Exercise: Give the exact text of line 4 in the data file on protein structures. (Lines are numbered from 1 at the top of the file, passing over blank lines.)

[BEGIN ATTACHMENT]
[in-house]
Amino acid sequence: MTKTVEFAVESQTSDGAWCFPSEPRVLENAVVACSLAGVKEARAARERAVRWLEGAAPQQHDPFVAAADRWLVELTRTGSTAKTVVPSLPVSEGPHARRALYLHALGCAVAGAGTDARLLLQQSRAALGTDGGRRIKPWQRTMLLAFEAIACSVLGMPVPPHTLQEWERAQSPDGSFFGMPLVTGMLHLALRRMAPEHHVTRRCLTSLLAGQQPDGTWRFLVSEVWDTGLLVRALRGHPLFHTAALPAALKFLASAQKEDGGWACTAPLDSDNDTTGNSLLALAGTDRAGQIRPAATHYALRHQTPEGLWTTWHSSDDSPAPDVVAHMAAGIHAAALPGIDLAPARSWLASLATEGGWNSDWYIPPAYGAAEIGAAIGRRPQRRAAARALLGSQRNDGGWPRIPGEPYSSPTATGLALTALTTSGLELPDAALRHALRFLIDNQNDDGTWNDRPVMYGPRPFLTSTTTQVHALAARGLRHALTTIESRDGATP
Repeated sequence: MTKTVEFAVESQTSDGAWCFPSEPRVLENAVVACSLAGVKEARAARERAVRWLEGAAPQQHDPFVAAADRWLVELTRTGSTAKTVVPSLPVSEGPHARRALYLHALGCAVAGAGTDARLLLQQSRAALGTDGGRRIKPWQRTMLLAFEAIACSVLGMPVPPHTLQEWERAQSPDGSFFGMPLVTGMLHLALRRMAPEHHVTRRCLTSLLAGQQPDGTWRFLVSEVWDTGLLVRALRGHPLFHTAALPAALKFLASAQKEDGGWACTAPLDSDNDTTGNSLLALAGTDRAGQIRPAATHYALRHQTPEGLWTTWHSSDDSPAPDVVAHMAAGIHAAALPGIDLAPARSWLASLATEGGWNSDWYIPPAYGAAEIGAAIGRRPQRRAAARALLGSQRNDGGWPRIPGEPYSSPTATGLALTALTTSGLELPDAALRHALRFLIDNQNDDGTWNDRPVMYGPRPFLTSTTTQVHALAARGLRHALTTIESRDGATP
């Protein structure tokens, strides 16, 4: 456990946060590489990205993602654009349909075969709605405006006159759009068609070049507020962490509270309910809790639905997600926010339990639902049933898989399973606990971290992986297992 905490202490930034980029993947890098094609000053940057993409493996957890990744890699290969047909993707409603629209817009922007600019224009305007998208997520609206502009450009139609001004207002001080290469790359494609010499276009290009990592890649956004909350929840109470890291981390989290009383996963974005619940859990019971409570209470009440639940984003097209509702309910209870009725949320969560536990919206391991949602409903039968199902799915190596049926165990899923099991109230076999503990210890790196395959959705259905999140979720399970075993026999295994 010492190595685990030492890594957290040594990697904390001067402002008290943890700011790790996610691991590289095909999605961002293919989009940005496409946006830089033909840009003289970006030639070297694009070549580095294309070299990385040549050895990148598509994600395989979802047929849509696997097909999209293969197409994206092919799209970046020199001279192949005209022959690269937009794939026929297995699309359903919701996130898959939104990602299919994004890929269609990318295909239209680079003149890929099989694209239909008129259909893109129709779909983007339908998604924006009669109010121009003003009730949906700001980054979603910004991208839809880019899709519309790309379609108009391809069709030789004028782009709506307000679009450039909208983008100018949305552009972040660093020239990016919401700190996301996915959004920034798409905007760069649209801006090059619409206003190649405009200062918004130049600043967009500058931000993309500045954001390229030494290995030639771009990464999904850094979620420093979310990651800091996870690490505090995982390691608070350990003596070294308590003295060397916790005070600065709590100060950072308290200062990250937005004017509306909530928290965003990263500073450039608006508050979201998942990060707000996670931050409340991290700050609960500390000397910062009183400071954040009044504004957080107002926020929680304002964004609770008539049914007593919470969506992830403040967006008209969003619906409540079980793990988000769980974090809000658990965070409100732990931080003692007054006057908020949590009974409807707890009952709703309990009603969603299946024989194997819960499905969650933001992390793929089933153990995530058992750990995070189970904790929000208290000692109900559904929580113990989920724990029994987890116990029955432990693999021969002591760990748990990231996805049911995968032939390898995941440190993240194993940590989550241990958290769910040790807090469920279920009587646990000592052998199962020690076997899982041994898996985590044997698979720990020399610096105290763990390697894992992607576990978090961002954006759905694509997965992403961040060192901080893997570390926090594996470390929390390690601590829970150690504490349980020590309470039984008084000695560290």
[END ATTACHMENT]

């Protein structure tokens, strides 16, 4: 456990946060590489990205993602654009349909075969709605405006006159759009068609070049507020962490509270309910809790639905997600926010339990639902049933898989399973606990971290992986297992 905490202490930034980029993947890098094609000053940057993409493996957890990744890699290969047909993707409603629209817009922007600019224009305007998208997520609206502009450009139609001004207002001080290469790359494609010499276009290009990592890649956004909350929840109470890291981390989290009383996963974005619940859990019971409570209470009440639940984003097209509702309910209870009725949320969560536990919206391991949602409903039968199902799915190596049926165990899923099991109230076999503990210890790196395959959705259905999140979720399970075993026999295994 010492190595685990030492890594957290040594990697904390001067402002008290943890700011790790996610691991590289095909999605961002293919989009940005496409946006830089033909840009003289970006030639070297694009070549580095294309070299990385040549050895990148598509994600395989979802047929849509696997097909999209293969197409994206092919799209970046020199001279192949005209022959690269937009794939026929297995699309359903919701996130898959939104990602299919994004890929269609990318295909239209680079003149890929099989694209239909008129259909893109129709779909983007339908998604924006009669109010121009003003009730949906700001980054979603910004991208839809880019899709519309790309379609108009391809069709030789004028782009709506307000679009450039909208983008100018949305552009972040660093020239990016919401700190996301996915959004920034798409905007760069649209801006090059619409206003190649405009200062918004130049600043967009500058931000993309500045954001390229030494290995030639771009990464999904850094979620420093979310990651800091996870690490505090995982390691608070350990003596070294308590003295060397916790005070600065709590100060950072308290200062990250937005004017509306909530928290965003990263500073450039608006508050979201998942990060707000996670931050409340991290700050609960500390000397910062009183400071954040009044504004957080107002926020929680304002964004609770008539049914007593919470969506992830403040967006008209969003619906409540079980793990988000769980974090809000658990965070409100732990931080003692007054006057908020949590009974409807707890009952709703309990009603969603299946024989194997819960499905969650933001992390793929089933153990995530058992750990995070189970904790929000208290000692109900559904929580113990989920724990029994987890116990029955432990693999021969002591760990748990990231996805049911995968032939390898995941440190993240194993940590989550241990958290769910040790807090469920279920009587646990000592052998199962020690076997899982041994898996985590044997698979720990020399610096105290763990390697894992992607576990978090961002954006759905694509997965992403961040060192901080893997570390926090594996470390929390390690601590829970150690504490349980020590309470039984008084000695560290």